Soon after Covid closed down tourism in March 2020, Australian Geographic Travel approached Echidna Walkabout Nature Tours looking for travel ideas that would captivate an emerging cohort of travellers wanting to give back to nature and the environment.
Insight Travel Australia was instrumental in bringing the two companies together (see more here)
Echidna Walkabout — long recognised as a leader in conservation travel — was excited to create itineraries suitable for AusGeo’s support base which is renowned for its interest in wildlife, wild places and, most importantly, conservation.
Having witnessed how the catastrophic summer of 2019-20 had impacted on wildlife, Echidna Walkabout wanted the tours to focus on the effect of climate change on Australia’s flora and fauna.
The question was: Can travel help solve climate change?
The answer : ask participants to join in on monitoring climate impacts then report on the findings. Not surprisingly Australian Geographic jumped on board.
One of the first new tours was a modification to Echidna Walkabout’s Mungo Outback Journey which was extended by two days to become the 6 day “Mungo Outback & Conservation Journey”.
Echidna Walkabout’s tour report from the first trip: “Mungo Outback & Conservation Journey : Searching for the impacts of climate change” clearly shows how tourism can connect to and act on climate change.
Citizen Science in action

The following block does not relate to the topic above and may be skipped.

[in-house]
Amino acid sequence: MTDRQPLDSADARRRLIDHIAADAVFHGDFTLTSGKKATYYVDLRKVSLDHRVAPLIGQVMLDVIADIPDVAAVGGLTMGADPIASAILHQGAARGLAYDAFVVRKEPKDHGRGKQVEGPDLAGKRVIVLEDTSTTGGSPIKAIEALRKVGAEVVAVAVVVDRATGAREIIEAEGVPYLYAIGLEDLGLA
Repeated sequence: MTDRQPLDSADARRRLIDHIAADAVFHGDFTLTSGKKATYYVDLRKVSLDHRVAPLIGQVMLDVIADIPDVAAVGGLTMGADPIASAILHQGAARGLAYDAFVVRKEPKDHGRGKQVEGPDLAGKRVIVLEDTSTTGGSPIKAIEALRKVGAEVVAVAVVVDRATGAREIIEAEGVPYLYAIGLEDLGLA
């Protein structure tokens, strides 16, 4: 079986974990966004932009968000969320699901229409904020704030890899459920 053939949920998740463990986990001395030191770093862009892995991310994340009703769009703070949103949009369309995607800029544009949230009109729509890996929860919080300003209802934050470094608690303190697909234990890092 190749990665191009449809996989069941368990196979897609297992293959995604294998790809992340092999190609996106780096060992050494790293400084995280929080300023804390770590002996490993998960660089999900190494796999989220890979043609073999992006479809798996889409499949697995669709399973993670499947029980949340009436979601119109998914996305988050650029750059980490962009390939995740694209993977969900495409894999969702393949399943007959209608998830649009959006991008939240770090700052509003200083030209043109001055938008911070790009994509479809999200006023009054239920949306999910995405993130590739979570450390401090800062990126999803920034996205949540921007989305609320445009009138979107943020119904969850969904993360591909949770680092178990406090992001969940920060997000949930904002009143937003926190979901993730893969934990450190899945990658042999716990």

Over millennia arid-land systems have been subjected to planetary variations in temperatures. Being relatively slow these changes allowed wildlife to adapt but recent rapid, human-induced, climate change has had a profound impact on biodiversity — wildlife is unable to keep pace with the change.
This problem is exacerbated by intensive modification of landscapes, particularly by agriculture, which impedes movement of wildlife to more suitable habitats.
At the end of each trip a report on the findings of the research is written and circulated to all participants. What’s fascinating is that many tour guests continue to show an interest in the outcomes long after the trip is finished.
The Mungo tour connects travel and climate change with Citizen Science showing how travel can help solve the climate crisis.
- Find out more about our next Mungo Outback & Conservation Journey.
- To book » tel: 1300 241 141 email: email@example.com
- The tour travels to three significant semi-arid reserves in Victoria and NSW: Hattah-Kulkyne and Mungo national parks and the Willandra Lakes World Heritage Area.
- One of the primary purposes of the trip is to monitor and learn about the impacts of climate change on wildlife and vegetation. We do this by searching out indicators of change and comparing the past with the present.
- During the trip participants look for indicators of climate change by monitoring a wide range of signs of change. To make this easier we focus on a few target species that help us understand what is happening in the region. Guests are provided with online tools and hard copy material that helps with the gathering and sharing of relevant information. See some of the tools used for the report here: Species List | Photo Album
- Read more about climate change and tourism here: COP26 Travel industry unites against climate change
- See the full suite of tours offered by Australian Geographic Travel.
- Other wildlife travel operators with a similar vision : Australian Wildlife Journeys
Echidna Walkabout would like to heap praise on Insight Australia Travel — especially its Director, Birgit Bourne. Without Birgit’s vision for travel in Australia, none of the above would have happened.